Wine Time with Aaron the Wine Guy

Hello Prince Albert! Spain is one of the world’s oldest wine-producing regions and the amount of single varietals and blends you can find on the shelf is always inspiring when I’m looking for something new to sip on. I especially love their blended whites which can significantly vary from region to region. If you’ve managed to get a good understanding of French wines and wanted to take a new direction with your wine experiences, definitely consider trying the huge variety of delicious whites and reds from Spain.

Most wine enthusiasts who are familiar with the wines of Spain will recognize the names Rioja and Castillo de Almansa. These two regions make up a large portion of the wines available for purchase in PA with Castillo de Almansa being the biggest producer of bulk wines in the country (Spain). The wines I picked this week are from Almansa: an easternmost area in Castilla la Mancha (subregion of Castillo de Almansa). This region gained DO (Denominacion de Origen) status in 1966 and has been producing wine since the 16th century!

Like France, the regions of Spain have wine designations and laws with specific rules and regulations regarding permittable grape varietals, yields, quality control and marketing. This is to protect and ensure the quality and image of Spanish wines around the world. In order to state that the wine is from the Almansa DO, winemakers can only include certain grapes. In the case of Almansa, these red grapes are Monastrell (most common), Garnacha Tintorera, Tempranillo, Cab Sauv and Syrah. For whites, only Chardonnay, Sauv Blanc, Verdejo, Moscatel or Menudo can be utilized in blends.

The climate of Almansa is considered extreme with plenty of hot, arid weather and a relatively low amount of rainfall per year (an average of less than 14 inches). Since the moisture levels can be quite low during the growing season, the type of soil used to grow the grapes is extremely important. Most of the soil in Almansa is rocky with poor nutritional elements but it does contain a saving grace which is that it is primarily composed of limestone. This geographical feature allows the soil to hold water more easily, thus allowing the grapes just enough H20 to survive.

Even though Almansa is near the Mediterranean ocean, it doesn’t receive a lot of relief from the heat; instead, wine producers tend to plant their vineyards at higher altitudes (around 750 meters above sea level) to alleviate the pressure on their grapes. The vineyards of producers that decide not to plant at higher altitudes can produce some amazingly full and fruity wines but too much sunlight can create flabby characteristics in the final product which is where mass-produced wines enter the scene.

For the price, the wines of Venta la Vega are simple but easy to drink. They are great to sip on with company around since you don’t have to put too much thought into tasting and dissecting the flavor profiles. One sip is enough to know if you like them or not. That being said, wise and creative food choices will greatly enhance your enjoyment of these types of wines. I really enjoyed both the red and white, and while neither was very complex, they make up for it by being approachable.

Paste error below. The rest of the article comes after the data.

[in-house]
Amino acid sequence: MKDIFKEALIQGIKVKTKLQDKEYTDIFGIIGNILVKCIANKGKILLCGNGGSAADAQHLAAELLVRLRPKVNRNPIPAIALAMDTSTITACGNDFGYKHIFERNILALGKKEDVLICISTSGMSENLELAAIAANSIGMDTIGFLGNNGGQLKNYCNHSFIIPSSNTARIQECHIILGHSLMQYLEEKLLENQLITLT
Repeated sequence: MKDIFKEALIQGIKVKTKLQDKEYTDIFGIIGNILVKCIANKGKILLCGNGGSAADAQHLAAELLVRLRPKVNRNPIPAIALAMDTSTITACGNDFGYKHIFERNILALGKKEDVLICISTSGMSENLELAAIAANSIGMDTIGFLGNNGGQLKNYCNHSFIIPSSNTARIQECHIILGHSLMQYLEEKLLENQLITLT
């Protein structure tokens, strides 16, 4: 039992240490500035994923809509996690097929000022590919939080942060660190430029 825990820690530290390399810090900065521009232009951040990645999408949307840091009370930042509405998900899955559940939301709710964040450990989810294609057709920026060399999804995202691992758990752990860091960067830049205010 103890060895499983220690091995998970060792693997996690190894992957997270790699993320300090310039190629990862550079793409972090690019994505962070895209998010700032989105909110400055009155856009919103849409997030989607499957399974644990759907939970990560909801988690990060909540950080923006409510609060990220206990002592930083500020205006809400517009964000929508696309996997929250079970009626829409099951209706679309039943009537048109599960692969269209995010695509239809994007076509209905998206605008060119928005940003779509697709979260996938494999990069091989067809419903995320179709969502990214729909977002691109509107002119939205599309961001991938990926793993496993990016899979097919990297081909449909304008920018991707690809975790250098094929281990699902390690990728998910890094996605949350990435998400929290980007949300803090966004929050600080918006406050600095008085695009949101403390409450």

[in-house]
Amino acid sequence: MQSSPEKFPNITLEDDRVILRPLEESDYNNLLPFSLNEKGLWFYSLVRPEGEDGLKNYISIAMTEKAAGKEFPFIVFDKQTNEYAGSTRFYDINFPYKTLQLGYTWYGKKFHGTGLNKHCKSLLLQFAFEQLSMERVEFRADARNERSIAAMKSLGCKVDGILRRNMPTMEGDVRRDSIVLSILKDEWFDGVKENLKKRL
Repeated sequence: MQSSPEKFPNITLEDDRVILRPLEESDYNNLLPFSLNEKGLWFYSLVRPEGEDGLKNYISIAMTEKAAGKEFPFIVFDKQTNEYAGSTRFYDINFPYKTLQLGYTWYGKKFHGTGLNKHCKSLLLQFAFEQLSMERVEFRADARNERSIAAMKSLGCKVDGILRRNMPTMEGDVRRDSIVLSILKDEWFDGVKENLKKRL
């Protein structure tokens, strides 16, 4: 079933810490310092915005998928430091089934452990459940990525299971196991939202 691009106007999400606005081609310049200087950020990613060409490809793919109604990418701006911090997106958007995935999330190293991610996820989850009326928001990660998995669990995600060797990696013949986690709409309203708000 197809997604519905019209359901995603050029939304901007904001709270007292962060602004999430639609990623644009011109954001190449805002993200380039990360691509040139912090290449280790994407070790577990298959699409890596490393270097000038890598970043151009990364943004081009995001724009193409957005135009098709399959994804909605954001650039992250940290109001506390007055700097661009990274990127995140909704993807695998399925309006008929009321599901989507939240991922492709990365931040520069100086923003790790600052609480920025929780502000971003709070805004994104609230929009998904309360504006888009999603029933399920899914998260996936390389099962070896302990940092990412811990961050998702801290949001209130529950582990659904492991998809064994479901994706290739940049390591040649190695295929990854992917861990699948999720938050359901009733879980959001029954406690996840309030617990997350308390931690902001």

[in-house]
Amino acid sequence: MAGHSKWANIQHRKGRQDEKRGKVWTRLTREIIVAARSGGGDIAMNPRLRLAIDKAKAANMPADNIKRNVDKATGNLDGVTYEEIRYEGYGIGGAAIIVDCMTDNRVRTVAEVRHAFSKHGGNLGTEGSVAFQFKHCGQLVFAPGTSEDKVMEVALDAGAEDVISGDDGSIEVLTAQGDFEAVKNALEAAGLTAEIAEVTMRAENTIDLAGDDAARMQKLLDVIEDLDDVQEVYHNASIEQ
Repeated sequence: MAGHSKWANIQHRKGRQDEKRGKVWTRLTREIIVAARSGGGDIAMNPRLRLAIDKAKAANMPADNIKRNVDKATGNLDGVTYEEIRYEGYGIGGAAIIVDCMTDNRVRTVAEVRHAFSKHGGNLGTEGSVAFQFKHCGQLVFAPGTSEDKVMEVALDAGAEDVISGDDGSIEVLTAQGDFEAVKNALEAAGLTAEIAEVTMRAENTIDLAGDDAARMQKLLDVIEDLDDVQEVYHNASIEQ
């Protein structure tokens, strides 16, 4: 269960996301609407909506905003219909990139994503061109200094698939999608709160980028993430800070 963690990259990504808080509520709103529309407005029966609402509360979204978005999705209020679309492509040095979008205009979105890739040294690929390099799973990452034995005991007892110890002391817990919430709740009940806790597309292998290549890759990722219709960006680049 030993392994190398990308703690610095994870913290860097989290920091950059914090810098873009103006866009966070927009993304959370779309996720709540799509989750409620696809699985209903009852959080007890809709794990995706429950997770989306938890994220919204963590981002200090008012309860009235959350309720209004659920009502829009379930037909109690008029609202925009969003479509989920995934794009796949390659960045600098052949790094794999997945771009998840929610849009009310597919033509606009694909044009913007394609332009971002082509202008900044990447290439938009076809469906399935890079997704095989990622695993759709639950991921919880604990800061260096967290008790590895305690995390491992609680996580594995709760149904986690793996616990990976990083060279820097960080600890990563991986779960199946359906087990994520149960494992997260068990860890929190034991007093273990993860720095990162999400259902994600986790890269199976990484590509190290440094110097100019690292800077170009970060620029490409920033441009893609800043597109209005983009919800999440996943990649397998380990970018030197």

One final note: Sauv Blanc often develops tropical fruit notes (guava, passion fruit) when grown in hot regions, but this wine is still grassy. Why is that? The profile was kept cool and crisp by planting at higher altitudes which kept the growing temperatures much lower, and it was also blended with Verdejo. Interesting how viticulture and blending works! Here are my wine picks of the week!     

Adaras Lluvia by Venta la Vega 2022: (DO Almansa, Spain). Dry white, medium lemon color. The nose of this Verdejo/Sauv Blanc blend opens with grassy citrus, green pepper, fresh garden, white pepper, subtle flowers and mineral rock. The intensity drops slightly on the taste with mellow flavors of lemon peel/fruit, grassy crisp greens, limestone mineral/wet rock and an overall round, medium-plus bodied mouthfeel. At the end of the initial flavors on the mid-palate comes a zing of medium-plus acidity which is joined with a twist of white pepper and florals. The finish is long and tingly, leaving traces of vegetable stalks, asparagus stems and fresh greens. There is a surprising amount of body in the wine which is reflected in the alcohol content as well. Will pair well with simple seafood dishes like whitefish (walleye/halibut), scallops, vegetable dishes or white pasta sauces like Alfredo or carbonara. I was hoping for a bit more intensity and acidity which is why the score drops slightly. Good! $21, 13% ABV

Adaras Calizo by Venta la Vega 2021: (DO Almansa, Spain). Dry to off-dry red, medium ruby color. Aromas of simple, red fruits (strawberry, raspberry, pomegranate) waft from the medium-intense nose as well as hints of earthy currants and light cocoa. The taste of this red is immediately smooth and fruity with a soft, velvety texture and warm, easy-going fruit flavors of red cherry, strawberry and red currants. Some of the mellow character is due to the medium acidity which doesn’t overwhelm the fruit. The concentration of flavors (depth) is high, but the overall intensity of the wine sits around medium. The mid-palate is simple and pleasant, transitioning quickly into a medium-length finish of earthy cocoa, plant stems and a touch of tangy pepper. Medium tannins are delightful as they stick to the tongue but don’t dry out the mouth while also leaving a satisfying waxy or creamy texture on the tastebuds and cheeks/teeth. Pair with simple meat dishes like braised short ribs, pan seared meatballs with a dollop of crème fraiche, juicy cheeseburgers from the grill or sizzling steak bites. Super-approachable wine perfectly suited for time on the deck with friends and food. Good! $21, 13.5% ABV     

Cheers and thanks for reading!